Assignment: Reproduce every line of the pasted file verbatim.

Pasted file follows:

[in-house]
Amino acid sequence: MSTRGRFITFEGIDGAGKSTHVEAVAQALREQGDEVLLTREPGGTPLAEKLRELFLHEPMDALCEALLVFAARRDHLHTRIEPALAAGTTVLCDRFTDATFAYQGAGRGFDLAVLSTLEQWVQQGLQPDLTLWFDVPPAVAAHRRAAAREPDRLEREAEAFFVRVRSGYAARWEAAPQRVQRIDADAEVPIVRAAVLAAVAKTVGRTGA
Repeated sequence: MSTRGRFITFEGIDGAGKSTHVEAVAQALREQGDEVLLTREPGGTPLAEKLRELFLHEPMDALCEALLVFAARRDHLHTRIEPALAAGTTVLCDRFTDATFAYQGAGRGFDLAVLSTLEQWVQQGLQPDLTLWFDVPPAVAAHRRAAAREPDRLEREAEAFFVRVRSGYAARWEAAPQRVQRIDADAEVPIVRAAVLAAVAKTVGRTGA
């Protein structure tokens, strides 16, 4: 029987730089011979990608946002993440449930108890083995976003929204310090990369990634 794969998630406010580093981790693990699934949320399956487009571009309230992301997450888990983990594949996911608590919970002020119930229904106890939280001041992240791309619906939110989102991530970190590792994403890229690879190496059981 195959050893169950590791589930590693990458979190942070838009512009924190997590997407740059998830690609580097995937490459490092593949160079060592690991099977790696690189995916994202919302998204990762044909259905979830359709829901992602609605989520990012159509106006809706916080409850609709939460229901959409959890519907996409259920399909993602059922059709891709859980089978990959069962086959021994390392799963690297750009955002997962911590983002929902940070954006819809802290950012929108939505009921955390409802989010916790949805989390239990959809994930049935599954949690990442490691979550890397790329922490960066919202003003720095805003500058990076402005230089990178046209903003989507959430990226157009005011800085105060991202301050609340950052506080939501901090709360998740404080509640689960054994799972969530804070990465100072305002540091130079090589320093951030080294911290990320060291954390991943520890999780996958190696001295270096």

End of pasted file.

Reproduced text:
[in-house]
Amino acid sequence: MSTRGRFITFEGIDGAGKSTHVEAVAQALREQGDEVLLTREPGGTPLAEKLRELFLHEPMDALCEALLVFAARRDHLHTRIEPALAAGTTVLCDRFTDATFAYQGAGRGFDLAVLSTLEQWVQQGLQPDLTLWFDVPPAVAAHRRAAAREPDRLEREAEAFFVRVRSGYAARWEAAPQRVQRIDADAEVPIVRAAVLAAVAKTVGRTGA
Repeated sequence: MSTRGRFITFEGIDGAGKSTHVEAVAQALREQGDEVLLTREPGGTPLAEKLRELFLHEPMDALCEALLVFAARRDHLHTRIEPALAAGTTVLCDRFTDATFAYQGAGRGFDLAVLSTLEQWVQQGLQPDLTLWFDVPPAVAAHRRAAAREPDRLEREAEAFFVRVRSGYAARWEAAPQRVQRIDADAEVPIVRAAVLAAVAKTVGRTGA
């Protein structure tokens, strides 16, 4: 029987730089011979990608946002993440449930108890083995976003929204310090990369990634 794969998630406010580093981790693990699934949320399956487009571009309230992301997450888990983990594949996911608590919970002020119930229904106890939280001041992240791309619906939110989102991530970190590792994403890229690879190496059981 195959050893169950590791589930590693990458979190942070838009512009924190997590997407740059998830690609580097995937490459490092593949160079060592690991099977790696690189995916994202919302998204990762044909259905979830359709829901992602609605989520990012159509106006809706916080409850609709939460229901959409959890519907996409259920399909993602059922059709891709859980089978990959069962086959021994390392799963690297750009955002997962911590983002929902940070954006819809802290950012929108939505009921955390409802989010916790949805989390239990959809994930049935599954949690990442490691979550890397790329922490960066919202003003720095805003500058990076402005230089990178046209903003989507959430990226157009005011800085105060991202301050609340950052506080939501901090709360998740404080509640689960054994799972969530804070990465100072305002540091130079090589320093951030080294911290990320060291954390991943520890999780996958190696001295270096």